Life is Strange: Chrysalis – Review

Developer Dontnod – of Remember Me fame – gave themselves a tall order to fill with Life is Strange’s debut episode. Not only did female protagonist Max and her cohorts have to be introduced and the plot outlined in a suitably enticing manner, but Max’s freshly awakened superpower also conceived and successfully woven into the story.

The superpower in question is the ability to rewind time; a skill discovered after experiencing a vivid future vision during a photography class. As Max makes her way through the college campus opportunities to rewind time start to reveal themselves, including the chance to prevent a potential murder. As far as episode one is concerned, that’s about as dramatic as its use gets – most instances involving time manipulation from thereon in are either to gain information or to figure out the most appropriate answer during a conversation.

The power to rewind time does however lend itself to the photography mechanic. Max always has her trusty analogue camera at hand, ready to snap anything – be it something beautiful or incriminating.

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Max never plans to use this power for personal gain; simply to be an everyday hero. This makes her a highly likeable protagonist. Understandably, she feels both confused and scared by this new found talent, prompting a display of various emotions throughout. Visions of an impending natural disaster don’t help matters one bit either, and it’s these dark visions that help drive the plot forward.

It’s still too early to tell what Life is Strange will blossom into

Max soon confides with childhood friend Chloe – a fellow female teen whom Max drifted out of contact with after leaving her hometown. Chloe has problems of her own; stuck at home with a strict stepdad, and no money to get out of town to pastures new. It soon transpires that Max and Chloe’s stepdad have crossed paths before. How he treats Max all depends on a vital decision made early in the episode.

As well letting players experiment with Max’s powers, her fellow students are also introduced within the opening hour or so. The jocks, the bullies, the nerds, the skater kids and a clingy male friend – almost every character falls into a stereotype. This wouldn’t be such an issue if the dialogue gave them a less clichéd identity, but alas – the quality of writing is generally poor. During one conversion the phrase ‘kool kidz’ is used unironically and Max herself uses the word ‘hella’ far too often. Just like Sunset Overdrive, shoed-in pop culture references are also irritatingly common. We are however grateful that the use of swear words is kept to a minimum, so on the rare occasion Max does drop the ‘f-bomb’ it still has some effect.

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While the quality of writing is far poorer than that observed in a typical Telltale adventure, Life is Strange is technically superior. Characters and their surroundings are coated in hand painted textures, with a colour scheme favouring gentle pastel hues. Loading times meanwhile are pleasingly brief when travelling to and from the college’s halls, dormitory and parking lot – the three key locations.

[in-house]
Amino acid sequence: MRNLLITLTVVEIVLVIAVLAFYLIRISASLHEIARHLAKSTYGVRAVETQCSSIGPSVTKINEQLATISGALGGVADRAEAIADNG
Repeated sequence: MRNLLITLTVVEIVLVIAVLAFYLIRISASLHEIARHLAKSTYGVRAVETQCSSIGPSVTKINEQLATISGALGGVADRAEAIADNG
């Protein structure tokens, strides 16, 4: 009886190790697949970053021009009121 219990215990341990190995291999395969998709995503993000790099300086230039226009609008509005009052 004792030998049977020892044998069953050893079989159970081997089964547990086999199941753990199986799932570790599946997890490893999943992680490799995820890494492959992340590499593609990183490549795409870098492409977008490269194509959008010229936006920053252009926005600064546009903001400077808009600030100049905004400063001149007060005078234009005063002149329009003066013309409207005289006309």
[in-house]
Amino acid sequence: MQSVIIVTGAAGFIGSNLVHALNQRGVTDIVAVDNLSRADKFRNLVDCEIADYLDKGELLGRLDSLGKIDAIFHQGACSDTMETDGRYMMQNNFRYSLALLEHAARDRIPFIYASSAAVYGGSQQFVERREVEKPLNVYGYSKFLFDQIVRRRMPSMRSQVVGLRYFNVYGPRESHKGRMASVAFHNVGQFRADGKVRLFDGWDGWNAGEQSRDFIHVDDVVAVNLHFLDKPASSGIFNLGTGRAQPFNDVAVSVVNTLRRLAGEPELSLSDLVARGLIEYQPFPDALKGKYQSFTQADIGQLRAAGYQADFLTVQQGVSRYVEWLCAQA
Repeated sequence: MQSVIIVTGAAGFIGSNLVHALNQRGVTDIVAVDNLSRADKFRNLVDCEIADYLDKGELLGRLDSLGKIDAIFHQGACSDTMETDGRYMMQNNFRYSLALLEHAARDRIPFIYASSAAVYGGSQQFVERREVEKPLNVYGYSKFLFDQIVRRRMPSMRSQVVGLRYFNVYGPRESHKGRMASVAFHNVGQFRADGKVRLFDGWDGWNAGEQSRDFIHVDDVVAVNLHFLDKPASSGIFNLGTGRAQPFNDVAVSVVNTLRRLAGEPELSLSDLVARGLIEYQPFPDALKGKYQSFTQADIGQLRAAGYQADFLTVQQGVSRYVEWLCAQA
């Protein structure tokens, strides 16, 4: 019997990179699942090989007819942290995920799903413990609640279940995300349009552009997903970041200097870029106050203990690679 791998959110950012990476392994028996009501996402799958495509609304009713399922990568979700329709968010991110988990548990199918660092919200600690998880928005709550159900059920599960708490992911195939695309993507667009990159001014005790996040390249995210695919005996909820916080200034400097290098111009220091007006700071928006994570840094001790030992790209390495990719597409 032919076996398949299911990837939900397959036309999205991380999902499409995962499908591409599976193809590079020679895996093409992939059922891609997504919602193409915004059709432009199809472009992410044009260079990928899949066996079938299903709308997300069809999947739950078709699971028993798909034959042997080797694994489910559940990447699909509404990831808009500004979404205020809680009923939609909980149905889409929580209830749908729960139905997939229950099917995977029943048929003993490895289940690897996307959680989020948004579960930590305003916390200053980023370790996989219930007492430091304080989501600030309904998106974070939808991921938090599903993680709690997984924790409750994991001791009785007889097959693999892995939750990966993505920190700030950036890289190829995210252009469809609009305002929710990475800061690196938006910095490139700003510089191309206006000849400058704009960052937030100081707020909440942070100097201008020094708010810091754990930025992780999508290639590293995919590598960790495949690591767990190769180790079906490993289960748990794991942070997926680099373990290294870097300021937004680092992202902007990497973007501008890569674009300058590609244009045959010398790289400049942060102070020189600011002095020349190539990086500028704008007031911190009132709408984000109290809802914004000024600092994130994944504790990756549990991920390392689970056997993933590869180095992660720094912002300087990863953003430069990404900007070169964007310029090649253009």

It also helps that the time manipulation mechanic is implemented well. The trigger buttons are used to rewind and forward, while a helpful blip on ‘time dial’ points out moments where there’s the chance to alter future consequences. It’s possible to experiment as you please without penalty. Unhappy with the impression left on someone? Simply rewind and pick a different comeback during a conversation.

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Life is Strange: Chrysalis entertains for its two to three hour duration and the hidden achievements – each of which are photography related – give at least one reason to return. Thankfully it’s possible to replay sections to forage for collectables without having to worry about altering any moral choices made.

By the time the episode had ended it was clear what the story entails and also where it’s heading, which is partly thanks to a quick peek of the events that occur in episode two. It’s still too early to tell what Life is Strange will blossom into – but we assume that Max will remain an everyday hero rather than a superhero. For us that’s enough, but others may expect something a tad more exciting. With the fundamentals in place, it’s time to cross fingers and hope that episode two will bring the drama.

SCORE
7

Matt Gander

Matt is Games Asylum's most prolific writer, having produced a non-stop stream of articles since 2001. A retro collector and bargain hunter, his knowledge has been found in the pages of tree-based publication Retro Gamer.

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